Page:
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ISSN: 2157-2526

Journal of Bioterrorism & Biodefense
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Research Article

“Americans’ Potential Responses to Deliberate Food Contamination: A Risk Perception and Communication Study

Benjamin Onyango1*, Neal Hooker2, William Hallman3 and Ibrahim Mohammed4

1213 Karls Hall, William H. Darr School of Agriculture,Missouri State University, 901 South National Avenue,Springfield, MO 65897

2Department of Food Marketing, Saint Joseph’s University, Food Policy Institute, Rutgers University

3Department of Human Ecology, and Director, Food Policy, Rutgers University

4Fort Valley State University, Georgia

*Corresponding Author:
Benjamin Onyango
Assistant Professor, 213 Karls Hall
William H. Darr School of Agriculture,Missouri State University
901 South National Avenue,Springfield, MO 65897
Tel: 417-836-4262
Fax: 417-836-6979
E-mail: [email protected]

Received Date: June 17, 2011; Accepted Date: October 25, 2011; Published Date: November 12, 2011

Citation: Onyango B, Hooker N, Hallman W, Mohammed I (2011) “Americans’ Potential Responses to Deliberate Food Contamination: A Risk Perception and Communication Study”. J Bioterr Biodef S5:001. doi:10.4172/2157-2526.S5-001

Copyright: © 2011 Onyango B, et al. This is an open-access article distributed under the terms of the Creative Commons Attribution License, which permits unrestricted use, distribution, and reproduction in any medium, provided the original author and source are credited.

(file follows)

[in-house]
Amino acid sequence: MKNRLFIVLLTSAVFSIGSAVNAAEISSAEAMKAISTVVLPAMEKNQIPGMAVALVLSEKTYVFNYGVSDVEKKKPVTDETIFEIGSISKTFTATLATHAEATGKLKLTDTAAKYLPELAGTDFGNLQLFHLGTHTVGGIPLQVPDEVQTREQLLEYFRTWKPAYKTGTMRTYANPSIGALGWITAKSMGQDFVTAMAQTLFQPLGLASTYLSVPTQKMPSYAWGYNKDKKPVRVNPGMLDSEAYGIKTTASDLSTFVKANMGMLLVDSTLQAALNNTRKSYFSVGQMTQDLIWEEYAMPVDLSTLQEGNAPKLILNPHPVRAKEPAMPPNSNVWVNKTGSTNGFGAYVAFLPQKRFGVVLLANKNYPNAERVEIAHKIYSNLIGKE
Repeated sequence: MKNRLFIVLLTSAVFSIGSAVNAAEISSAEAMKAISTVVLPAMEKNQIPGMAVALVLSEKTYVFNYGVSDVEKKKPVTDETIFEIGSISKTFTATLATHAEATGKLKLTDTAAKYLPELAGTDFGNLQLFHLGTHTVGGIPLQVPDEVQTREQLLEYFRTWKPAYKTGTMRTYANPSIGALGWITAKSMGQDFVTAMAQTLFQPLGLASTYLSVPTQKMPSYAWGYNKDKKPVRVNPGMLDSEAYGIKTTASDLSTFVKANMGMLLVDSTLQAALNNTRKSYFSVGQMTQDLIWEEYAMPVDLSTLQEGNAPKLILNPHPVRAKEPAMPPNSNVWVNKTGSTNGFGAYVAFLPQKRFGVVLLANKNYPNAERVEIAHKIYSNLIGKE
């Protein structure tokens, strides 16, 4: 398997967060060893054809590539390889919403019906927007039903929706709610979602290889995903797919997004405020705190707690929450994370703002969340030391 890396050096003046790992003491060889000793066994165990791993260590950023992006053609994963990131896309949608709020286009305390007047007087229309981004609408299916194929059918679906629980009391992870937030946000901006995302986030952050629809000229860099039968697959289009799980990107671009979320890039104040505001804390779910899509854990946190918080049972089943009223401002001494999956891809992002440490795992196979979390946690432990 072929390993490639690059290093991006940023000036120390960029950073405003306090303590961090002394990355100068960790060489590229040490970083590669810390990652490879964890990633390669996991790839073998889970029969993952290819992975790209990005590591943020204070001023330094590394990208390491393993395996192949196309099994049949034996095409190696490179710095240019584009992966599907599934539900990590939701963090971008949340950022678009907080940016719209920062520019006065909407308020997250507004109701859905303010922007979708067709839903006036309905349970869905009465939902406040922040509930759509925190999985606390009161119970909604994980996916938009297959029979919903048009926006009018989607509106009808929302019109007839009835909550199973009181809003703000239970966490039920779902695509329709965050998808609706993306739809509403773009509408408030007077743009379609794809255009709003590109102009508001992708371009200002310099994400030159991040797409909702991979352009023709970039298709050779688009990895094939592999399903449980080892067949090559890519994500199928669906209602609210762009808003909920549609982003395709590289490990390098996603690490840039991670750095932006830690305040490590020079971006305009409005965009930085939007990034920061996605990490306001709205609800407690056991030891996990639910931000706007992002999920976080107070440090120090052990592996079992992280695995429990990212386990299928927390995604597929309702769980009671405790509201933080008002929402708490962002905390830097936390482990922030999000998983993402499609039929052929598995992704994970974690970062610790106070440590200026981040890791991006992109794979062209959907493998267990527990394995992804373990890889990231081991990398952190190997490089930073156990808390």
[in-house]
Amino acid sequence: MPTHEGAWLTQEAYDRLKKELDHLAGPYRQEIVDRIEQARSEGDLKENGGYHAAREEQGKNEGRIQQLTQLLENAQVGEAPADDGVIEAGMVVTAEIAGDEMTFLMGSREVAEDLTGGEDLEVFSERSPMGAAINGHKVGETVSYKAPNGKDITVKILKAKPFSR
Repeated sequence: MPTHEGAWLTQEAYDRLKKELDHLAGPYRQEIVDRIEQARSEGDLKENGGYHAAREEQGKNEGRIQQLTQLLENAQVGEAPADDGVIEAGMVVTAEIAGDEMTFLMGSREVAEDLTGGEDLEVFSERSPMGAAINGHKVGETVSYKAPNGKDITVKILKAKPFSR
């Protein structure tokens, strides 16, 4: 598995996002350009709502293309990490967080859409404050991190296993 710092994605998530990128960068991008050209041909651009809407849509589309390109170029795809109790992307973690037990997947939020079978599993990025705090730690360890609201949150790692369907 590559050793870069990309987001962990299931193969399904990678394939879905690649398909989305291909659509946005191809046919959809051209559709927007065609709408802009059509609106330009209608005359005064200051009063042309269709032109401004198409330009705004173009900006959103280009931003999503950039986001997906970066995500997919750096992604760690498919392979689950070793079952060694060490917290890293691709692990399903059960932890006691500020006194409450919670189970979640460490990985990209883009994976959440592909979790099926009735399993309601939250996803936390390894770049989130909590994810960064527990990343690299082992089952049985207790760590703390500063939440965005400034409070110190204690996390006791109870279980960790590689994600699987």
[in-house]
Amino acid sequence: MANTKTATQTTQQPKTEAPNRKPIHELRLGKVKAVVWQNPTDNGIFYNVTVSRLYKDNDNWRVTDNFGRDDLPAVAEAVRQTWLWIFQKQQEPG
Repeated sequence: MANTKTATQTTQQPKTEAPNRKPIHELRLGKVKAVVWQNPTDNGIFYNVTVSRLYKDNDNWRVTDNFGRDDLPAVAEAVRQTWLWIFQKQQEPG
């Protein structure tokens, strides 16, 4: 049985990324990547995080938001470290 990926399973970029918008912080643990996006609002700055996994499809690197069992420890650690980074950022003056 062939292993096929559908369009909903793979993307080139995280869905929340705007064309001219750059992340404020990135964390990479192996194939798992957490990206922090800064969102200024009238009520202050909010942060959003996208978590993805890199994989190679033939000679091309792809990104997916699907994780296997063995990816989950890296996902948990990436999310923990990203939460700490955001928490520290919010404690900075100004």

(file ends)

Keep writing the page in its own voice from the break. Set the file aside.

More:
Abstract

This study examines public perceptions of, and likely reactions to, an act of bioterrorism targeting the US food supply. Results from factor analysis of survey data suggest a range of responses including; public panic, raised fears or emotions, a controlled response or a an acceptance that such an event is inevitable. Reactions are reflective of peoples’ cognitive interpretations or affective responses to the risks posed. Cluster analysis and regression results suggest that authorities may successfully position risk communication messages based on the condition that people believe the government and private institutions can function in the face of a food attack. This finding underscores the pivotal role played by trust and confidence in institutions in restoring calm after a bioterrorist event. Fine tuning of communications for different population groups may be necessary if certain Americans’ perceive the risk of a bioterrorist event in a less rational manner.

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